dexamethasone treatment than by the nausea.
Study Design: The study will be performed in patients who will be receiving first line
chemotherapy treatment with a moderate risk of nausea/vomiting. Anti-nausea therapy for
acute nausea/vomiting will be standardised and all patients will receive non-steroidal
medication for delayed nausea control. Each patient will be randomly allocated to receive
either oral dexamethasone or an identical appearing placebo tablet for two days after
chemotherapy for the first cycle of chemotherapy, and then crossed over to the other
treatment for the second cycle. Patients will complete QOL assessments, dexamethasone
symptom and nausea and vomiting questionnaires, as well as nausea/vomiting diaries. This
will enable the researchers to determine the effect of dexamethasone on nausea and vomiting
and the impact of both the side effects of dexamethasone, and of nausea and vomiting, on
Objectives: The primary objectives are to determine patient preference for dexamethasone or
placebo, and to compare changes in QOL after chemotherapy in patients who receive
dexamethasone with those who receive placebo. The secondary objectives are: (1) to compare
complete protection from delayed vomiting and severity of nausea; (2) to compare differences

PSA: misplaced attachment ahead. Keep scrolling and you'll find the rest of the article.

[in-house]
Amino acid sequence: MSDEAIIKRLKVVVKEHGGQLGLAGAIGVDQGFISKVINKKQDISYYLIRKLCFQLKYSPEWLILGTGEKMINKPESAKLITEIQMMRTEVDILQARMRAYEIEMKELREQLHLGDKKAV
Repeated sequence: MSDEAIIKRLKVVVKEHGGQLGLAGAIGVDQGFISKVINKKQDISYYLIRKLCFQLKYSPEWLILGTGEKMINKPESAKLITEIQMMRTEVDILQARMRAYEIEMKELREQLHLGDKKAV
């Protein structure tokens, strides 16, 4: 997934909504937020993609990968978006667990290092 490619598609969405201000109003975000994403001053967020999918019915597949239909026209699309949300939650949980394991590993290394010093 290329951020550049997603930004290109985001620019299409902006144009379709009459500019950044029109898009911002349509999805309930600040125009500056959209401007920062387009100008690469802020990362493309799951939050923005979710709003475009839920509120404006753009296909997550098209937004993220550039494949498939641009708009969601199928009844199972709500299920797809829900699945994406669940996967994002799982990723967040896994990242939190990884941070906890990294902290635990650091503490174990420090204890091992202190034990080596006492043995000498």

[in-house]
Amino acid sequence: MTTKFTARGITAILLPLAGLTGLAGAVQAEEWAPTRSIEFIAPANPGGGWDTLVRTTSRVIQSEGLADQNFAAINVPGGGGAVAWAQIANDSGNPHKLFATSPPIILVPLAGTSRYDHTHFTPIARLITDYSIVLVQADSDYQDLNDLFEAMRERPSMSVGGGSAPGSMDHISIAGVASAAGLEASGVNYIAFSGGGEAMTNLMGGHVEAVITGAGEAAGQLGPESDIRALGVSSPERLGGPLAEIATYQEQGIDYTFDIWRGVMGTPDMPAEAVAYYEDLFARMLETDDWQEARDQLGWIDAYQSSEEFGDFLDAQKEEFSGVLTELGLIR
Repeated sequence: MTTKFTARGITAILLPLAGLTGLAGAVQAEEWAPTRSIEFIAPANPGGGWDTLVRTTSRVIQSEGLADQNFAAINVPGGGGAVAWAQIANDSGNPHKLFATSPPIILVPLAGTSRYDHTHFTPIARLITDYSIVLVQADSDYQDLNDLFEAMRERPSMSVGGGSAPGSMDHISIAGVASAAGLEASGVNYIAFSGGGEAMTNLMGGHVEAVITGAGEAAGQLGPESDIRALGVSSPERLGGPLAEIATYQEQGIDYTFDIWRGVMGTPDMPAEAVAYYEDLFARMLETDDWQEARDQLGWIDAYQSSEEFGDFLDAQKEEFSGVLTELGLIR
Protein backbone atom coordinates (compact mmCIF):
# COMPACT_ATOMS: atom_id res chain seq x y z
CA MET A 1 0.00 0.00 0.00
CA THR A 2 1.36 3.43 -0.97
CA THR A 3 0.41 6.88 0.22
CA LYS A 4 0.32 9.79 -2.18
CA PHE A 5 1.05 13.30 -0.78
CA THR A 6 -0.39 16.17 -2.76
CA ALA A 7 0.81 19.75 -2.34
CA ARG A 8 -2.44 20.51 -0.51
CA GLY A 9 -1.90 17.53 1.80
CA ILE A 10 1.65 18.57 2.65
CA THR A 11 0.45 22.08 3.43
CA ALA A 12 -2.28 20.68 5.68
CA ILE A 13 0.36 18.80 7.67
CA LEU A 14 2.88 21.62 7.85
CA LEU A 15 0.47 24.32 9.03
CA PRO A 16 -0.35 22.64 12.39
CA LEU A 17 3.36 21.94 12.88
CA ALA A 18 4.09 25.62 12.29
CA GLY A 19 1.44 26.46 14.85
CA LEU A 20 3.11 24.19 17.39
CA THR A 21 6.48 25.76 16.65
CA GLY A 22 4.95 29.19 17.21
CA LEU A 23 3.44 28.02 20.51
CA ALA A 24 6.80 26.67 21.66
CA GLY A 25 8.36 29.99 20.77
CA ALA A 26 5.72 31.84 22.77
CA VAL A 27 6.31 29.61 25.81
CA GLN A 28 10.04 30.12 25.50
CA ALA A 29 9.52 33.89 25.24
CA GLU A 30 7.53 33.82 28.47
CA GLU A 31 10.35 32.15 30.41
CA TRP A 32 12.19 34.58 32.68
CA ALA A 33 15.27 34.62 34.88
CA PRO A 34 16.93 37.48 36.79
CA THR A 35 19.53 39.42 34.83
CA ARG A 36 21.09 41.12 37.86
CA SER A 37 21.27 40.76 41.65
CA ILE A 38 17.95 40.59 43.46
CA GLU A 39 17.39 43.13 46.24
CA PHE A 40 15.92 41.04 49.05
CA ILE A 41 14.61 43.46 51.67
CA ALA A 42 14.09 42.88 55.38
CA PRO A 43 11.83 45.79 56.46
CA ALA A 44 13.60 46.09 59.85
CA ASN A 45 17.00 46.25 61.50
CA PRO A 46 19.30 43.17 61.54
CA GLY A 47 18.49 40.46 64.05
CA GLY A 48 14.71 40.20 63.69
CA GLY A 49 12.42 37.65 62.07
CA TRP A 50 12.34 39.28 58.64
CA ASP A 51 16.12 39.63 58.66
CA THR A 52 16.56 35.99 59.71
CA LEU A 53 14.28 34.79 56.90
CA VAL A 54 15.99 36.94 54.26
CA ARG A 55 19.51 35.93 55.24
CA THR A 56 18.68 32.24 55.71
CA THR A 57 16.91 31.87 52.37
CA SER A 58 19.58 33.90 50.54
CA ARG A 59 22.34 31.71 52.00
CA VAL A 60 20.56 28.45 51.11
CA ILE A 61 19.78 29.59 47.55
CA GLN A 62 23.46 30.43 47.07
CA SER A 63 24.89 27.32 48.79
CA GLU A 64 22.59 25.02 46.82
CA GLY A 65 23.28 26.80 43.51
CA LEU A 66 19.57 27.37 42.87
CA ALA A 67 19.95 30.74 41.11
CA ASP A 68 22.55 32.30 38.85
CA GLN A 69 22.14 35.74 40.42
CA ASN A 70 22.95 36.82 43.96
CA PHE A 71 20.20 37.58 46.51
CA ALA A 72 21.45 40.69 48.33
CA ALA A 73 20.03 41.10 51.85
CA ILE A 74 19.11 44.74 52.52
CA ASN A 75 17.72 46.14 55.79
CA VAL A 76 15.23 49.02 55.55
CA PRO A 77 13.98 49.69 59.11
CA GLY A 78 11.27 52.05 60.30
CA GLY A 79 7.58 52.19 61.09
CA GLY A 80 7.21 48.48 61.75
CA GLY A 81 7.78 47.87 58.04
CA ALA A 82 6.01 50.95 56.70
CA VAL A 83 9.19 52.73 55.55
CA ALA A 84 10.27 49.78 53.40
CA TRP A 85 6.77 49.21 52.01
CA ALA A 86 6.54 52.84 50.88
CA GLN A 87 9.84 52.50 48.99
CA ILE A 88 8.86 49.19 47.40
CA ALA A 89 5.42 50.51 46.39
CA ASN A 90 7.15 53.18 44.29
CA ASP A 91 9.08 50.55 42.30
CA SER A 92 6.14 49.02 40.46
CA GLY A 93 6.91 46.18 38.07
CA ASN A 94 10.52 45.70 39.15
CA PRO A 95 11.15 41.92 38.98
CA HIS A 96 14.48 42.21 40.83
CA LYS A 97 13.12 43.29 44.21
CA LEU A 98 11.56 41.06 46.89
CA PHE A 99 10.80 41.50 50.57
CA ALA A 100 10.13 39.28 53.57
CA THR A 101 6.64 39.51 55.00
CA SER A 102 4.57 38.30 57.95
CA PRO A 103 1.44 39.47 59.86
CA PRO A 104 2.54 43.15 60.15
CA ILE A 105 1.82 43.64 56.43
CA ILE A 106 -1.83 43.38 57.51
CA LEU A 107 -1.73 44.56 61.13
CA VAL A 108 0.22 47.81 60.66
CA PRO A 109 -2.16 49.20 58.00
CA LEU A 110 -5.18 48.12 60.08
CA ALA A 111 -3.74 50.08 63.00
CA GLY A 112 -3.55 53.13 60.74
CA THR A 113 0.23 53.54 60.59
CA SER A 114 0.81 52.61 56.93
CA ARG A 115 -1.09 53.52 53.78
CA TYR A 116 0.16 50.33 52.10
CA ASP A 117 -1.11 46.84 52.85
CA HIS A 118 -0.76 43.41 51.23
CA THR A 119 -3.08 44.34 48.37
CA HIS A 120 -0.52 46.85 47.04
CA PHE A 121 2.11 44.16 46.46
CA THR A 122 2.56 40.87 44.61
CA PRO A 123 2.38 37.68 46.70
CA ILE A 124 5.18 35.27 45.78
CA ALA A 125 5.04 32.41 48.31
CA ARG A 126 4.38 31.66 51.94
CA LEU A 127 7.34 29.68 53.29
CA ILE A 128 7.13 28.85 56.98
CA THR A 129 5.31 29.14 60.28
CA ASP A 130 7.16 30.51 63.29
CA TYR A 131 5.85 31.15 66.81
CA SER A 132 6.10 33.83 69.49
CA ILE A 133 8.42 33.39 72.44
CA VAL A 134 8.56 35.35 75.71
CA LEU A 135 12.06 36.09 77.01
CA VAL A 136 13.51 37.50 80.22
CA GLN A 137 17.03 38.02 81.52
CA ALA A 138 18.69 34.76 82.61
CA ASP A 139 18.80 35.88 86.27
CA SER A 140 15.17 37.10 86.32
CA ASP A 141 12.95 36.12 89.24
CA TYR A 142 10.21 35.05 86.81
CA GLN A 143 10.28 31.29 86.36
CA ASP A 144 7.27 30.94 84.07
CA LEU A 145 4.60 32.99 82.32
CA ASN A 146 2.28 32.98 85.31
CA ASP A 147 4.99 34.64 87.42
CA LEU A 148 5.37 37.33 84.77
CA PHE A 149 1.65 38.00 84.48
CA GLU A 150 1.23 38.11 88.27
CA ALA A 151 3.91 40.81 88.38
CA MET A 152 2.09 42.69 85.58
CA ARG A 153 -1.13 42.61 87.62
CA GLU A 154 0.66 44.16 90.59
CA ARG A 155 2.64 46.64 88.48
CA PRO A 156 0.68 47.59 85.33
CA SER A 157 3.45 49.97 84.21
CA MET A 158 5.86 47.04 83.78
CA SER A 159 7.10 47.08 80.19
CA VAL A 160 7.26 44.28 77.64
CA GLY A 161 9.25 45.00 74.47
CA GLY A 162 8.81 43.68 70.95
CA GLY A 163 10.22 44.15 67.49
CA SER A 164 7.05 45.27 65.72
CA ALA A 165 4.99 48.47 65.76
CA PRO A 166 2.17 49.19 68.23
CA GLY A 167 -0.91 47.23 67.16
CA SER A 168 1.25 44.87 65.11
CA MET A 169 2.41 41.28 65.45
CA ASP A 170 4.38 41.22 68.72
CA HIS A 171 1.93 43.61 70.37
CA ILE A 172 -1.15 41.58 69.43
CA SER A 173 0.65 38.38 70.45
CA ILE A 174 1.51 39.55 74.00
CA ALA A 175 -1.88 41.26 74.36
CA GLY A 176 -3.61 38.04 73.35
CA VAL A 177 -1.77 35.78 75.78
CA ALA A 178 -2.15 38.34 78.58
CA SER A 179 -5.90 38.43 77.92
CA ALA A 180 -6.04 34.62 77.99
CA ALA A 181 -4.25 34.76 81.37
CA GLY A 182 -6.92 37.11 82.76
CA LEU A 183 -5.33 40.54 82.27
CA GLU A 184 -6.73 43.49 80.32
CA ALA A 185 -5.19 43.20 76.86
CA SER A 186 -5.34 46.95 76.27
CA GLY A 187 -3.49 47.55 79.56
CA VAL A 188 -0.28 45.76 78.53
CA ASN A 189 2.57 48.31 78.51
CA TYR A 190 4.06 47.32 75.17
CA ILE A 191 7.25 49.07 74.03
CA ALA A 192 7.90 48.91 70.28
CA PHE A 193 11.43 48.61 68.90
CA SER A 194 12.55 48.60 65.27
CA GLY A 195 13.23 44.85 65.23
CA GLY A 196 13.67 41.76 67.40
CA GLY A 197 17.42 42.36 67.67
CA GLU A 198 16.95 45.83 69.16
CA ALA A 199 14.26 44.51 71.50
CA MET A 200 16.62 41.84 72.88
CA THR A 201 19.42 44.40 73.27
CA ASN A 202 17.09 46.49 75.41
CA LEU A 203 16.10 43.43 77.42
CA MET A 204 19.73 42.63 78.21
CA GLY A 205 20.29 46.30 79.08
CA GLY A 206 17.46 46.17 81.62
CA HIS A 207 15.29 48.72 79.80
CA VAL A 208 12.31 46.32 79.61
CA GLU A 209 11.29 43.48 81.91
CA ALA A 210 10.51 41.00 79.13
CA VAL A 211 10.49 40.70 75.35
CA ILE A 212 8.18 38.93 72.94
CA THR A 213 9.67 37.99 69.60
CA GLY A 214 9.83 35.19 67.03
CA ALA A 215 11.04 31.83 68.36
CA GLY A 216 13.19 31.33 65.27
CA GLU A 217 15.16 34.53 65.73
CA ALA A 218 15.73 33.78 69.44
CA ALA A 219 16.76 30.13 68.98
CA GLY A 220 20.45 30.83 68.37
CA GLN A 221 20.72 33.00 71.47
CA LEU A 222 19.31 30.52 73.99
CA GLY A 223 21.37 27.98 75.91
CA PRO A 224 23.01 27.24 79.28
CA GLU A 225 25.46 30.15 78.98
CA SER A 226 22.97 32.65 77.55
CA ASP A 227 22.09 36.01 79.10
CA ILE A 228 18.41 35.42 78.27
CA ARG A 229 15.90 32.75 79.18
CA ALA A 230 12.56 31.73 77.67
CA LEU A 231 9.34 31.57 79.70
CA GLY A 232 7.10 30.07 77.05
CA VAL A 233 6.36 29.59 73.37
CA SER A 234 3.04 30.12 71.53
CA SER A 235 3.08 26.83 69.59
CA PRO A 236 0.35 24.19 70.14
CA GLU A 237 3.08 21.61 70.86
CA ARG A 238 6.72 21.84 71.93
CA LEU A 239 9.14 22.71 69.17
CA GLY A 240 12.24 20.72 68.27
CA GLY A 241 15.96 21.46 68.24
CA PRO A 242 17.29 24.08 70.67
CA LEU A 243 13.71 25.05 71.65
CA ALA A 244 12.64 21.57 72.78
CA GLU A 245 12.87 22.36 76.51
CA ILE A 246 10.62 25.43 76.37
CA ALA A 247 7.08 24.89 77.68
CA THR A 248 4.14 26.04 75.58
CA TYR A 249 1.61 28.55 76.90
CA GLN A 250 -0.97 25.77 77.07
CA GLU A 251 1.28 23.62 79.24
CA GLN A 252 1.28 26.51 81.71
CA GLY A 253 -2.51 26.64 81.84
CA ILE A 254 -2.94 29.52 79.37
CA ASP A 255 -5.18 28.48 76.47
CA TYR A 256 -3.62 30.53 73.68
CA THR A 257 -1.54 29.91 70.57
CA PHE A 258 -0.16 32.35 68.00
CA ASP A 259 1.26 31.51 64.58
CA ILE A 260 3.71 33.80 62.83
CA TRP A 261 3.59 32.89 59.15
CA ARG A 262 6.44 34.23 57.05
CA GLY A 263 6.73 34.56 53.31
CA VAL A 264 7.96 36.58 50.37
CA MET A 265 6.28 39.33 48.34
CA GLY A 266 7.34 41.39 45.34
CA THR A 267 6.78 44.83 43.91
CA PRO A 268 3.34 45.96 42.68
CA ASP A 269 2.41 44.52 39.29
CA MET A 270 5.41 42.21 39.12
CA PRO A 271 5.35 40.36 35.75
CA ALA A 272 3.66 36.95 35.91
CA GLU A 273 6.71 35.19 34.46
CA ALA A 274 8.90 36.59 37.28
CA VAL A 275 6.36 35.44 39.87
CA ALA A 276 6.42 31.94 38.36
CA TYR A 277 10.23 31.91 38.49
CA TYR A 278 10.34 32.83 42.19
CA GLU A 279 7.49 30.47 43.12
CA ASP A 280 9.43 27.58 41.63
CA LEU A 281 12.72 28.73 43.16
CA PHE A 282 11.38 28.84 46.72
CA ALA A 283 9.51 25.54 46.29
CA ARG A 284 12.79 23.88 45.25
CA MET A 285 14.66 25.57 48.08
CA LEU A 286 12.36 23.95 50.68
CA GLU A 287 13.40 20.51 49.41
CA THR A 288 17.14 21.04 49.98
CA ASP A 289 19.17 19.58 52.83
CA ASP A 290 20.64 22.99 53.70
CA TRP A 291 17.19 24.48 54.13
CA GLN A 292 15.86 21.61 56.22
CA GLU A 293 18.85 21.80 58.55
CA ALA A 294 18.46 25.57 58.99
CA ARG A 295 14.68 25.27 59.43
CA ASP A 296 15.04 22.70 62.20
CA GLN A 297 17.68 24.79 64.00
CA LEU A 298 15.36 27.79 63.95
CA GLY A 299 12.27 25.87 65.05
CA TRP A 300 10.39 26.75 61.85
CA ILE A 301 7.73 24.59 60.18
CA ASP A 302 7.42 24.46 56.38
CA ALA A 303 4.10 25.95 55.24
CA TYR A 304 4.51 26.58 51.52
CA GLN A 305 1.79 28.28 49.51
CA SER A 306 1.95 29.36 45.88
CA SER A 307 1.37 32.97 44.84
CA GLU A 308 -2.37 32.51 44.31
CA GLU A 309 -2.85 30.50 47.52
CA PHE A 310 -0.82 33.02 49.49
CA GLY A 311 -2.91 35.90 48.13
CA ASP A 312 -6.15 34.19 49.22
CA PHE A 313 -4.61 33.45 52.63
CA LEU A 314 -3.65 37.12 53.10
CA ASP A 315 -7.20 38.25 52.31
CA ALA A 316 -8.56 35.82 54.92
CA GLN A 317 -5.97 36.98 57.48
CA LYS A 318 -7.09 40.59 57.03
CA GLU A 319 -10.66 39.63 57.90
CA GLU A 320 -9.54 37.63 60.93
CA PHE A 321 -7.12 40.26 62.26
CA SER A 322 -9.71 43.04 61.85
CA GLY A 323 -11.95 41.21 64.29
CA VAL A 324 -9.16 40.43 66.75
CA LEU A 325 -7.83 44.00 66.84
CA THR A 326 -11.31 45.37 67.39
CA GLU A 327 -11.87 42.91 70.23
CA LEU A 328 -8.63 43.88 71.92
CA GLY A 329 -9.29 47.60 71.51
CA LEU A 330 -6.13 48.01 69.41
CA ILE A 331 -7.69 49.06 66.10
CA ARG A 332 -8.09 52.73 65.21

in the impact of nausea and vomiting on QOL, and (3) to compare differences in symptoms that
have been associated with dexamethasone (insomnia, anxiety, agitation, mood, etc.) between
patients receiving dexamethasone and those receiving placebo.
Significance: This study will provide data to evaluate whether the benefits of dexamethasone
for delayed nausea and vomiting outweigh potential side effects in patients receiving
chemotherapy with a moderate risk of causing nausea and vomiting. This addresses a problem
that is important to a majority of patients receiving anticancer chemotherapy. If overall
QOL is improved on dexamethasone, then it should be prescribed more frequently, but if QOL
is reduced on dexamethasone, and patients prefer the placebo, then its use as an anti-nausea
medication for delayed nausea after moderately nauseating chemotherapy should be limited to
patients with poor initial control of nausea/vomiting.
Aprepitant With Dexamethasone Versus Ondansetron With Dexamethasone for PONV Prophylaxis in Patients Having Craniotomy [Recruiting]
We hypothesize that the combination of aprepitant with dexamethasone will provide
significantly improved prophylaxis against Postoperative nausea and vomiting compared with
the combination of ondansetron and dexamethasone, in patients undergoing craniotomy under
Vincristine, DOXIL® (Doxorubicin HCl Liposome Injection) and Dexamethasone vs. Vincristine, Doxorubicin, and Dexamethasone in Patients With Newly Diagnosed Multiple Myeloma [Completed]
The purpose of this study is to determine how well newly diagnosed multiple myeloma patients
respond to an experimental regimen of Vincristine, DOXIL (doxorubicin HCl liposome injection)
and Dexamethasone (VDD) versus the standard treatment of Vincristine, Doxorubicin and
Reports of Suspected Decadron (Dexamethasone) Side Effects
Renal Failure Acute (21),
Platelet Count Decreased (18), more >>
Page last updated: 2015-08-10